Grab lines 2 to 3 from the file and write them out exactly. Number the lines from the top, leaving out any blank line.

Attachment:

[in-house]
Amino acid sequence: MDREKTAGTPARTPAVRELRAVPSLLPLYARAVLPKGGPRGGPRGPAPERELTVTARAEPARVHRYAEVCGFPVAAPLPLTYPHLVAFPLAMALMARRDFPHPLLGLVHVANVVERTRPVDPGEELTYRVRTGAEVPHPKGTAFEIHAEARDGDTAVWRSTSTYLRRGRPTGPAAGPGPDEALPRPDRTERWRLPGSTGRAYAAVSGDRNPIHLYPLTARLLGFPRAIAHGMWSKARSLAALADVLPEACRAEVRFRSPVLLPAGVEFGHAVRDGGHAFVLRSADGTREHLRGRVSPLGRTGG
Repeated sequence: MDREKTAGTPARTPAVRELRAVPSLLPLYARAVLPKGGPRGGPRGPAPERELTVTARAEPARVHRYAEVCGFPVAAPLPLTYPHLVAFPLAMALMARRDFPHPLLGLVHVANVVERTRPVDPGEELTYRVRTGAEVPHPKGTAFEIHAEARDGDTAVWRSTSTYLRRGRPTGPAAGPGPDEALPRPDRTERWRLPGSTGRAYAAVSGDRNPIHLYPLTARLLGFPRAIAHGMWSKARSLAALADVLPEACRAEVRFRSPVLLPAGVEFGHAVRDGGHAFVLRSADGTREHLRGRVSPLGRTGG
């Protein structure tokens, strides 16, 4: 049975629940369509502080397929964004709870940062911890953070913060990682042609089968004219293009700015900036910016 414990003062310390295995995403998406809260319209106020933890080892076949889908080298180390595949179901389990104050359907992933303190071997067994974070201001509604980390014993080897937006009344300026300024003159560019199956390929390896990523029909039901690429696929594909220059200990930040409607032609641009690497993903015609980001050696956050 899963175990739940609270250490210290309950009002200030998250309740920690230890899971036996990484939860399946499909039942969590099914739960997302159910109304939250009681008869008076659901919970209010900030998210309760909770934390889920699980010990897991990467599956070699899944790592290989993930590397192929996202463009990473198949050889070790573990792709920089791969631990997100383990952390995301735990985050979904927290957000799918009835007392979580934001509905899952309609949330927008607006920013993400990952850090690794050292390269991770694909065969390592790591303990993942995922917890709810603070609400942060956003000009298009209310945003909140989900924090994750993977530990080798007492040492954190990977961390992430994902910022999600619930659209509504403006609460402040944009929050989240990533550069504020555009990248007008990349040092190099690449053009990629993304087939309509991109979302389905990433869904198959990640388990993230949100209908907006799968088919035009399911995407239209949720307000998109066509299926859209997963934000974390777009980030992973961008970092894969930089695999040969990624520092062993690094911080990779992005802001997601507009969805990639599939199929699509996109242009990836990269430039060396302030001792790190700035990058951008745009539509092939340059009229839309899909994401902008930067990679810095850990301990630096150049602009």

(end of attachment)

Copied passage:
Amino acid sequence: MDREKTAGTPARTPAVRELRAVPSLLPLYARAVLPKGGPRGGPRGPAPERELTVTARAEPARVHRYAEVCGFPVAAPLPLTYPHLVAFPLAMALMARRDFPHPLLGLVHVANVVERTRPVDPGEELTYRVRTGAEVPHPKGTAFEIHAEARDGDTAVWRSTSTYLRRGRPTGPAAGPGPDEALPRPDRTERWRLPGSTGRAYAAVSGDRNPIHLYPLTARLLGFPRAIAHGMWSKARSLAALADVLPEACRAEVRFRSPVLLPAGVEFGHAVRDGGHAFVLRSADGTREHLRGRVSPLGRTGG
Repeated sequence: MDREKTAGTPARTPAVRELRAVPSLLPLYARAVLPKGGPRGGPRGPAPERELTVTARAEPARVHRYAEVCGFPVAAPLPLTYPHLVAFPLAMALMARRDFPHPLLGLVHVANVVERTRPVDPGEELTYRVRTGAEVPHPKGTAFEIHAEARDGDTAVWRSTSTYLRRGRPTGPAAGPGPDEALPRPDRTERWRLPGSTGRAYAAVSGDRNPIHLYPLTARLLGFPRAIAHGMWSKARSLAALADVLPEACRAEVRFRSPVLLPAGVEFGHAVRDGGHAFVLRSADGTREHLRGRVSPLGRTGG